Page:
The exclamation "pish" occurs in I.i and I.iv of Lust's Dominion. Haughton never used "pish," but it occurs in Day's Law Tricks, or Who Would Have Thought It? (1604) and Dekker's 2 Honest Whore (1605). "Puh" features in a number of Dekker plays, but not Haughton or Day's; this could point towards Dekker or Marston's hands in II.ii, IV.ii, and IV.iii of Lust's Dominion. Dekker used "sheart" in his sole-authored plays, whereas Haughton and Day did not; this oath occurs in I.ii, II.iv, and III.iv of Lust's Dominion. The two occurrences of "tut" are found in III.v and V.vi. Both Haughton and Day used "tut," while it is rare in Dekker's corpus, and does not occur in his unassisted plays. Thus, Dekker, Day, and Haughton might have written Lust's Dominion, while Marston probably did not contribute to it. (51)
Suffixes: Latinate Termination -ate
Marston is notorious for his "affected diction," and his "indiscriminate use of Latinate terminations, especially words ending in -ate." (52) Reproducing Frederick Erastus Pierce's "three-syllable Latin word test," (53) we searched Marston's uncontested plays for polysyllabic words ending in -ate. We adjusted our raw counts to the overall word count of each text. Table 13 lists the occurrence of -ate every x words, (see Table 13).
Now look at Table 14.
Lust's Dominion is well outside the range for plays in which Marston's hand can incontestably be found (one -ate suffix per 742-1518 words). Pierce pointed out in 1909 that "Dekker almost always uses" words of Latin origin "sparingly," (54) so a low count for -ate accords with a theory of Dekker's being the main hand in that play. Conversely, Histriomastix is commensurate with Marston's practice, with a rate of one -ate suffix every 845 words. The Insatiate Countess has a higher frequency than any Marston text, while The Family of Love corresponds to some of Marston's later plays. Lording Barry's use of the suffix -ate in his Ram Alley is quite unlike Marston: Barry averages one -ate every 3358 words in that play. The plays that definitely contain Marston' s hand, The Malcontent (augmented) and Eastward Ho, are within the range for sole-authored Marston texts, despite containing non-Marstonian material. On the basis of the -ate test, Histriomastix and The Family of Love resemble Marston's style, Lust's Dominion does not, and The Insatiate Countess falls outside of Marston's usual range, but is similar to Jack Drum's Entertainment.
Most Frequent Word Spelling Distinctions
We compared a list of the most frequent fifty words using the software programs Wordstar and QDA Miner, (56) selecting Marston texts plus texts from the canons of Dekker, Jonson, and Day. Global mean figures for all the top occurring non-character frequent words were compared to the top fifty global mean occurring words. We compared a separate list for those words in Marston only, and then compared the top ten words for their respective commonalities. This enabled us to tell which words from the common Marston list differed from the global group common words, therefore helping us to determine "Marston-like" spelling.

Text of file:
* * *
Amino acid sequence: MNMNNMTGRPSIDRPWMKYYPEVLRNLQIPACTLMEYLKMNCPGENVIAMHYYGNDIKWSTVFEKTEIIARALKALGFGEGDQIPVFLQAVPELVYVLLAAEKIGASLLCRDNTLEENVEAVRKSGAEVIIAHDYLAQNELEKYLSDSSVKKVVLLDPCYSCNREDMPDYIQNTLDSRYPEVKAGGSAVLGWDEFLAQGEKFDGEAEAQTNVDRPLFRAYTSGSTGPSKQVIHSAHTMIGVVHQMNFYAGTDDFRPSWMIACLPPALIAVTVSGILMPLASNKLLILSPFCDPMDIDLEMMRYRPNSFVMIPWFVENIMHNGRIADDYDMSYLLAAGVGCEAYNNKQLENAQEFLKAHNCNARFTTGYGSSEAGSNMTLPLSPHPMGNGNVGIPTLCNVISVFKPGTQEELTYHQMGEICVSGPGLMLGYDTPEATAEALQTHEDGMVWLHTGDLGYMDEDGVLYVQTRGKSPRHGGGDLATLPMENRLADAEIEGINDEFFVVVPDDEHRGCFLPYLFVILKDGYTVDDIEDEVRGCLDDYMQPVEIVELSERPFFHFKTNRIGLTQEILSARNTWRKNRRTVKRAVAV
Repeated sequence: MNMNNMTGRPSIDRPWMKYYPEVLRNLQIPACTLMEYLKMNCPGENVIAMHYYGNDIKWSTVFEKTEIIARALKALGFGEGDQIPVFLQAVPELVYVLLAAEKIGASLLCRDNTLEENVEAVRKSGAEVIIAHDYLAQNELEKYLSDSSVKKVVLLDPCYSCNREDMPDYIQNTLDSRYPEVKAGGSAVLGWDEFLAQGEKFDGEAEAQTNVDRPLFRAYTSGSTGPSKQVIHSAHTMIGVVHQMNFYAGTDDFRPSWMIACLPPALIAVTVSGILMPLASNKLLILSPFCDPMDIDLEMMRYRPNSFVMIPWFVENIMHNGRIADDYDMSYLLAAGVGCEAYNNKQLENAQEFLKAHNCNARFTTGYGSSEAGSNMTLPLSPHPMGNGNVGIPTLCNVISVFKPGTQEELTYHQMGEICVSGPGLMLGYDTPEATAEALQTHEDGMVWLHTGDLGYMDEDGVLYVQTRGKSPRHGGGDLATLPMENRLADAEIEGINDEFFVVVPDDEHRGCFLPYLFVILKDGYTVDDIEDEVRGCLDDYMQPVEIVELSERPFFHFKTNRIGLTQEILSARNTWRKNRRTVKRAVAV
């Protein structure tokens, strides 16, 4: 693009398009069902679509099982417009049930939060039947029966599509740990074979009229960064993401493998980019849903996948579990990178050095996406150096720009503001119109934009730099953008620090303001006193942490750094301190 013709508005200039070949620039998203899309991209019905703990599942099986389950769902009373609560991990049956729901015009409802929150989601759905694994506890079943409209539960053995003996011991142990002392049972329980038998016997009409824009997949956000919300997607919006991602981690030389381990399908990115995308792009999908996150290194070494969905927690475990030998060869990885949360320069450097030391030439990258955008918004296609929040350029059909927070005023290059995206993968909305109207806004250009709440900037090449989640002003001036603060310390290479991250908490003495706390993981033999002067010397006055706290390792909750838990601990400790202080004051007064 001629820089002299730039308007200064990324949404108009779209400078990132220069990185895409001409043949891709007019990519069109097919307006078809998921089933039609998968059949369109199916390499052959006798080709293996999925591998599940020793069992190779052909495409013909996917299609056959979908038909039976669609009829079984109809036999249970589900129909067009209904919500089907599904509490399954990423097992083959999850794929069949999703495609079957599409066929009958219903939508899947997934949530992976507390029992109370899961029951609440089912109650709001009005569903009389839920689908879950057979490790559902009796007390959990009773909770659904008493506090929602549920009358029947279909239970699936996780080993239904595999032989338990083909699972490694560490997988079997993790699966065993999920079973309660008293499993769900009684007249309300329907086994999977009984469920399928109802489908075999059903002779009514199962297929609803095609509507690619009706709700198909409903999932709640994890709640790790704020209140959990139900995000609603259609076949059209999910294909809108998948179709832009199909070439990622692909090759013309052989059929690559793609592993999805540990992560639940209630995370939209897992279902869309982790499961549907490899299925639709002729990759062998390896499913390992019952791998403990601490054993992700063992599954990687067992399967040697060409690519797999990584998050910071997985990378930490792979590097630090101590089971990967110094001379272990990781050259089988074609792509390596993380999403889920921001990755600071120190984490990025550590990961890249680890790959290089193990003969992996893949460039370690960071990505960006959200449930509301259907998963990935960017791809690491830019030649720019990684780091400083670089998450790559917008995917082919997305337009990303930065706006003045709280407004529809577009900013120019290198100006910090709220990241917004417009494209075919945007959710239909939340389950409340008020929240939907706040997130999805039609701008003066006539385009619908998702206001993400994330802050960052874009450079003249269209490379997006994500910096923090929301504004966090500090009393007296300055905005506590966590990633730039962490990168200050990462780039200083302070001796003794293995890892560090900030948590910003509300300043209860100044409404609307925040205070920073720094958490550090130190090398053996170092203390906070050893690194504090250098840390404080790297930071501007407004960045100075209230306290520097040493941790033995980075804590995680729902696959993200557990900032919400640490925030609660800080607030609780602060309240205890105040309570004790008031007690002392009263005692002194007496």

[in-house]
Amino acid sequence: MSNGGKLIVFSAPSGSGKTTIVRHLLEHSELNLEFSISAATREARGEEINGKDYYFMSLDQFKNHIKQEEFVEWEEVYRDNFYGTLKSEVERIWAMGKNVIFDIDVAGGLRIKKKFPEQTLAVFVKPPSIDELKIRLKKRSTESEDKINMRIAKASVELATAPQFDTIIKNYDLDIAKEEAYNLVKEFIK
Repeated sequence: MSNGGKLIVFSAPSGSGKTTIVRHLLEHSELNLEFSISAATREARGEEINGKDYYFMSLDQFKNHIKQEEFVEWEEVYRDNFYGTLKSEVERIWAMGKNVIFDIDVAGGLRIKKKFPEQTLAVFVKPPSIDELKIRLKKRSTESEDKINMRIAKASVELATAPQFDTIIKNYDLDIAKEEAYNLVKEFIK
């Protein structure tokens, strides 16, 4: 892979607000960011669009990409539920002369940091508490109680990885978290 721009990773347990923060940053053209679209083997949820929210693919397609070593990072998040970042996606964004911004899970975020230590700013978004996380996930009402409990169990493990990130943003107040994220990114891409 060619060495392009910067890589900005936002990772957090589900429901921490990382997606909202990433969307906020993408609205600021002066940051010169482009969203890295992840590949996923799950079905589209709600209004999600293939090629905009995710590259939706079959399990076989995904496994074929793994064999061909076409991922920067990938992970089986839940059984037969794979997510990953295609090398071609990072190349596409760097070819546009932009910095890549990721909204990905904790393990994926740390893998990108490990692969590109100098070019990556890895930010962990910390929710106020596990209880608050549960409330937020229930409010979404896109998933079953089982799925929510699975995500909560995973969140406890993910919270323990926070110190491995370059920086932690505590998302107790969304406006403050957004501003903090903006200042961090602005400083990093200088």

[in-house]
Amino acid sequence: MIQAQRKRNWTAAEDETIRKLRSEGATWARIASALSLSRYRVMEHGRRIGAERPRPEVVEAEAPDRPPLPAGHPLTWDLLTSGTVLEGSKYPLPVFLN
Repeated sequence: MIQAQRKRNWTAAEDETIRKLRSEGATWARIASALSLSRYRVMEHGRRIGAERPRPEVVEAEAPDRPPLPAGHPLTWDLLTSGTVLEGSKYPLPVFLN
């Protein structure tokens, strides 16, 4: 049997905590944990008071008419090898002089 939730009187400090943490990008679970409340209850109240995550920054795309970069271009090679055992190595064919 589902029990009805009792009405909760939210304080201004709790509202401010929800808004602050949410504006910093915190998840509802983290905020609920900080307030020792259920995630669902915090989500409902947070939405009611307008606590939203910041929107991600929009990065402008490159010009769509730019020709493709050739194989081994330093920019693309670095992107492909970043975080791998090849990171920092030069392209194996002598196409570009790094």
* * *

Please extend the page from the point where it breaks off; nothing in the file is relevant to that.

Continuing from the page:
Table 15 shows the top ten Marston key words. Marston texts favor "foole" over "fool" and "onely" over "only," but contrastingly "he" over "hee"; "lord" over "lorde"; and "be" over "bee." However, there is little consistency of the "e" usage.
Marston seems to use "nay" in every play attributed to him, and the reasonably high number (15) in The Family of Love fits his overall pattern. Marston uses the word "sir" in every play attributed to him except The Wonder of Women. Lust's Dominion has the next lowest count, and therefore does not resemble Marston in this respect. Histriomastix stands out as the only play attributed to Marston with no instances of "ha" in the text. Lust's Dominion and The Family of Love stand out for having only instances of "fool" and no instances of "foole." These two plays also favor the non-Marstonian "think" over "thinke." We should bear in mind that textual evidence of spelling preferences based on printed texts may often be due to the printer/typesetter etc. (57) Nonetheless, it is worth noting that Lust's Dominion and The Family of Love least resemble Marston's preferences out of the four contested texts analyzed here, (see Table 15).